Never did I imagine I would one day inhabit a real-life city partly made of plastic. A few years back, I began noticing what I privately refer to as “Legoland Brutalism”1 cropping up around Boston and Cambridge, Massachusetts, where I used to live. Building after building went up appearing to be constructed of plastic Lego blocks. Like vinyl siding with fake wood grain, the exteriors of these buildings mimicked the look of their modernist predecessors albeit in an ersatz way. Perhaps this was to save on materials, plastic being cheaper than concrete. Or perhaps this was on purpose, as part of a new way of envisioning the city. Either way, it is slightly unsettling. If this trend continues, will we one day be completely surrounded by plastic buildings? Though that was the world I inhabited as a boy, I would never want to see it writ large.


It’s been several years since I first started noticing “Legoland Brutalism” in the Boston area. I now live in Baltimore, and see the same thing happening here. I suppose it’s fine in small doses. But if this trend of late-capitalist architecture catches on too much, we may find ourselves increasingly surrounded by these synthetic facades. I still love Legos. (Whenever I visit my sister’s place for the holidays back in Boston, I have to fight off my nephew to play with them.) And, since becoming an adult, I have gained an appreciation for architecture. I just hope that, moving forward, architects break free of the need to follow the instructions, and try to think outside of the box.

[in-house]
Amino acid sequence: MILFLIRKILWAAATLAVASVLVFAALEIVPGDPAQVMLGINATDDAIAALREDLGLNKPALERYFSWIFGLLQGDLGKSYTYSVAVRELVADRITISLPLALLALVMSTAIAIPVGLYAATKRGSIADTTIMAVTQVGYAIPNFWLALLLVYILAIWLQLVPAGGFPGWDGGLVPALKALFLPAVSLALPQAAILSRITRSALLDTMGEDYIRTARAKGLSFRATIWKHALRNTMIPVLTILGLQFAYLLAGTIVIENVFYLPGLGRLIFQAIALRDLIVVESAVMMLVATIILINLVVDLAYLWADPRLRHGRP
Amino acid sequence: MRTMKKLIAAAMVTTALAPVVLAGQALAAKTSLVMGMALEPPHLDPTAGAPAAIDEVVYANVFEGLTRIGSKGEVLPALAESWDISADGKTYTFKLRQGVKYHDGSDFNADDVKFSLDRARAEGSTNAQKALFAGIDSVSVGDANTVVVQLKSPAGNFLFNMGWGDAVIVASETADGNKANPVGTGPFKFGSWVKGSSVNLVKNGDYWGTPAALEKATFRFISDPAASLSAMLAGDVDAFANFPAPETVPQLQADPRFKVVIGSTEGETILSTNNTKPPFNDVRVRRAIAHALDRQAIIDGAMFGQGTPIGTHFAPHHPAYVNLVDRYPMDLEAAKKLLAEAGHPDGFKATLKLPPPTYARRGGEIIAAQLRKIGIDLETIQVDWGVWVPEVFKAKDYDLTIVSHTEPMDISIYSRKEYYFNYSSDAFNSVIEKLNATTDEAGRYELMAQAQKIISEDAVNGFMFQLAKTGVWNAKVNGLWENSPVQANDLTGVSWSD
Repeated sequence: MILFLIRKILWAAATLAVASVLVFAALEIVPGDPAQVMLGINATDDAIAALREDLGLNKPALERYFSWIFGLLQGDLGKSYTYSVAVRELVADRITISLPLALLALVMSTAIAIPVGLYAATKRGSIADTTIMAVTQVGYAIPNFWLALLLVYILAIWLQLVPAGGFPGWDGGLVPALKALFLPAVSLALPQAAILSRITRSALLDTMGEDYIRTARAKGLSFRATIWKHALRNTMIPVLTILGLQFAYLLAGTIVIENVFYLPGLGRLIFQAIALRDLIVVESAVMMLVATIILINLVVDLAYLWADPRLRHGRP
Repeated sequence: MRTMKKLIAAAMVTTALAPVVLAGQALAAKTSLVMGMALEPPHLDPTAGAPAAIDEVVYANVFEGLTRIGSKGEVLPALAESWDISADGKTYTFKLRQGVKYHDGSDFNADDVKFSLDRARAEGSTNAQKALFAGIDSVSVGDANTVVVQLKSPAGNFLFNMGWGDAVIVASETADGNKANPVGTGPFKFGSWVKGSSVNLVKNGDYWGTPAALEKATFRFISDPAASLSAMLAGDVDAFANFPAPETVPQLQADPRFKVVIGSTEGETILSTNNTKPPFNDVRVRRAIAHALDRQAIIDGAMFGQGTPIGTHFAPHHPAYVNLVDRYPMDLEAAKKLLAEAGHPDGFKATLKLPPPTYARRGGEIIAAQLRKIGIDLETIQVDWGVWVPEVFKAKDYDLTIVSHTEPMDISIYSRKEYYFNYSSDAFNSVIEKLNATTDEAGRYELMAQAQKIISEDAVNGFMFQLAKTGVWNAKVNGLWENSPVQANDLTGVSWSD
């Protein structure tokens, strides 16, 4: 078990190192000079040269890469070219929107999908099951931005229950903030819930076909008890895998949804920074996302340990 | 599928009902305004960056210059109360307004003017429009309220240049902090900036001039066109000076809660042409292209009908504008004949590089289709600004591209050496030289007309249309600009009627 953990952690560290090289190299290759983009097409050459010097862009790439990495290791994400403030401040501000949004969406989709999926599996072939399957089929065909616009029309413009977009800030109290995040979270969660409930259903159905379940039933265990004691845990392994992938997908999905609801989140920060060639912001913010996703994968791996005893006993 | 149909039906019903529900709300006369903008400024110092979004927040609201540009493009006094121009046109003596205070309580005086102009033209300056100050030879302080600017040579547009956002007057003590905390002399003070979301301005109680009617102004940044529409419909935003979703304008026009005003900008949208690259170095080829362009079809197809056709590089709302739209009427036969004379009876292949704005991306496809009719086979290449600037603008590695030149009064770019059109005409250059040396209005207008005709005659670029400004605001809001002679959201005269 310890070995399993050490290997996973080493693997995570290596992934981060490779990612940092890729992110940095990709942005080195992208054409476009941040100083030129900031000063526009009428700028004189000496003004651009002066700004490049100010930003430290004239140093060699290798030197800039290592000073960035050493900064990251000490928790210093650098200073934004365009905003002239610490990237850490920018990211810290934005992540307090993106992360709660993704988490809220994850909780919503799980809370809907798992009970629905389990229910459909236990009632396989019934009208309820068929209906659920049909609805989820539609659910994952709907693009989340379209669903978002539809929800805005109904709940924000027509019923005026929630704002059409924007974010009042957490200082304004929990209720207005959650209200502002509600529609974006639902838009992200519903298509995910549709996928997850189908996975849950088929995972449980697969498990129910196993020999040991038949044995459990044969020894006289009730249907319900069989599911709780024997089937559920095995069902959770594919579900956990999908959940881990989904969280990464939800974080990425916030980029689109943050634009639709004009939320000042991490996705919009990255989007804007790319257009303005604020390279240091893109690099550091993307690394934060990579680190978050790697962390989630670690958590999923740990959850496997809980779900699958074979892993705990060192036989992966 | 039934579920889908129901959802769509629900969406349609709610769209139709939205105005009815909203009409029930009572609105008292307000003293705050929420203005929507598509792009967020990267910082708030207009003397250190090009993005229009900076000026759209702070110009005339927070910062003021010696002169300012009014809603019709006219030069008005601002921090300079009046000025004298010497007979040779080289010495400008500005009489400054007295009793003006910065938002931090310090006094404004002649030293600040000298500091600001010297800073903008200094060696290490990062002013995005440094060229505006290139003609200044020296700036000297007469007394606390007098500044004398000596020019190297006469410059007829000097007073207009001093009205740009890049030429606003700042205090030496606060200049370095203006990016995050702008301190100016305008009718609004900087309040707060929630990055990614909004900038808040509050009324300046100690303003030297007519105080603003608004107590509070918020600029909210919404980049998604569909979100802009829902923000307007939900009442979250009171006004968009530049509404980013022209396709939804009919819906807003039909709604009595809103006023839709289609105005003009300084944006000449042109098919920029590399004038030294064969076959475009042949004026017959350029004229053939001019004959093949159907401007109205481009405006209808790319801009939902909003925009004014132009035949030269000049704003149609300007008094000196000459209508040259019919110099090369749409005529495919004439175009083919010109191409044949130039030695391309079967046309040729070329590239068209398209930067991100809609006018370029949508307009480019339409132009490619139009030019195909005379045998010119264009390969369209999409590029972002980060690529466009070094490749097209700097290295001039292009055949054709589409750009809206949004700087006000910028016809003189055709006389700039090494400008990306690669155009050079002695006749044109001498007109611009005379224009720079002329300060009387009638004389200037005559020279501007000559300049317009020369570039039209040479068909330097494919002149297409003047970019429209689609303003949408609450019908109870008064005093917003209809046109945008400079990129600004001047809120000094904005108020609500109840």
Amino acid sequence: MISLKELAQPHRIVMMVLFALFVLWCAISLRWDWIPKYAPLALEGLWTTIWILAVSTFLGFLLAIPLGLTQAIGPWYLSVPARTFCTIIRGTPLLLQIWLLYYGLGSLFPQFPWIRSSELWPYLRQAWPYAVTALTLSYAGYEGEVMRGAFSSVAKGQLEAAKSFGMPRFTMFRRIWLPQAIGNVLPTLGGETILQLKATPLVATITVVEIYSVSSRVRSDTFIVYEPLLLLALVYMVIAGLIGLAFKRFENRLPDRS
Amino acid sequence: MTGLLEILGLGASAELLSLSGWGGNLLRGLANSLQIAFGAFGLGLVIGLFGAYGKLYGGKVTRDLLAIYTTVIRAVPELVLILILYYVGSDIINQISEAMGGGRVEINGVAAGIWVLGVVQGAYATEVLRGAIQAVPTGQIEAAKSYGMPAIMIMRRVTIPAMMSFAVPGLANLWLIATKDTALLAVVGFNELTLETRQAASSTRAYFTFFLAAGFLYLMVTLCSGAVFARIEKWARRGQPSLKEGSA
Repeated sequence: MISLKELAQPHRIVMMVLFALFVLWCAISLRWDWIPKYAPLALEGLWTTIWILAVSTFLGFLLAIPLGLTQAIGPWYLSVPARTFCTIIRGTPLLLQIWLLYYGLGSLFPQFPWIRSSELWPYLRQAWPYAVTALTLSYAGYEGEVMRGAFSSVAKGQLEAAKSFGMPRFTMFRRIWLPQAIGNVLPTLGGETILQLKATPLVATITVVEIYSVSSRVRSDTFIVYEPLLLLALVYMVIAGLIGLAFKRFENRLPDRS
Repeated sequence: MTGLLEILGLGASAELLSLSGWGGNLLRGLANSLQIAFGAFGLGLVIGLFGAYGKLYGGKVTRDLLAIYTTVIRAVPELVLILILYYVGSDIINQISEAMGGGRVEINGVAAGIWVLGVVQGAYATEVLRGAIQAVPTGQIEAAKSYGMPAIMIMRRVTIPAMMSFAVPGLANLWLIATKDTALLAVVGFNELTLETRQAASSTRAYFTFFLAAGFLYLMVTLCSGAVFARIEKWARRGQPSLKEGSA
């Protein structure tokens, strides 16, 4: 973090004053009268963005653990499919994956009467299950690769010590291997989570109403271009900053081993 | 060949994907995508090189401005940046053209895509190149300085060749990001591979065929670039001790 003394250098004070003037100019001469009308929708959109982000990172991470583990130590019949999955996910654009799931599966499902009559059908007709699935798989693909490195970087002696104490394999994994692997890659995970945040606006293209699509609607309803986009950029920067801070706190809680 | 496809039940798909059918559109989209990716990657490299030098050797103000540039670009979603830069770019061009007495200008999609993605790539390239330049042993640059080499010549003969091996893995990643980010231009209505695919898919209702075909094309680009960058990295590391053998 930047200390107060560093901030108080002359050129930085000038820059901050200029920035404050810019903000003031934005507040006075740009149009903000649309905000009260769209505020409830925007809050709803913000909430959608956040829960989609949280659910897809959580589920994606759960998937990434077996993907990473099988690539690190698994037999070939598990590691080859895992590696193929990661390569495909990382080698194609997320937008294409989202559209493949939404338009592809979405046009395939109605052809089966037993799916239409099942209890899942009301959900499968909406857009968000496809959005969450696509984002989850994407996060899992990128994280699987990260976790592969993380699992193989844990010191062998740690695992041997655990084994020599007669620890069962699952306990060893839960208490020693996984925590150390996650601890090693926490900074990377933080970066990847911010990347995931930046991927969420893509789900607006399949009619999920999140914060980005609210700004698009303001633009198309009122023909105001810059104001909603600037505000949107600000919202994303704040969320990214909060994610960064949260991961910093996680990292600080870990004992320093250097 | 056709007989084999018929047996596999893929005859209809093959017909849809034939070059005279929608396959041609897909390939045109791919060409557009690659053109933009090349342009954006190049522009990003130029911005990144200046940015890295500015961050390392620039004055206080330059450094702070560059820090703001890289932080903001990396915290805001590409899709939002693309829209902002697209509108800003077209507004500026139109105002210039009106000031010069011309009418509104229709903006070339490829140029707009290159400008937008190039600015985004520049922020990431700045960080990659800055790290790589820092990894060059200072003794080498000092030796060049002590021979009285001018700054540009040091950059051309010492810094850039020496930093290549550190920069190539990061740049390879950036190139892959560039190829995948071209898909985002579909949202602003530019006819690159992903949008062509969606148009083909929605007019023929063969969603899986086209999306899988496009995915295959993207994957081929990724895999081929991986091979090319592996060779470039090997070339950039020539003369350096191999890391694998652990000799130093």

• 1. But there’s an important distinction to make here: Brutalism is technically about material. The word itself comes from the French béton brut, translating to “raw concrete” in English, meaning the unfinished look of concrete after being cast. It was this raw, unfinished look that was favored by modernist architects. They actually had idealistic, positive associations with this “anti-aesthetic” as it was meant to suggest architecture stripped of its history, shorn of the calamities of the past. By strict definition, if we were to adhere to the “instructions” of architectural theory, Brutalist buildings must be composed of poured concrete, not plastic. However, the more popular understanding of the word “brutal” (as in harsh, inhuman, severe) often eclipses the technical definition. This populist understanding of Brutalism is what I’m referring to when I think of “Legoland Brutalism.”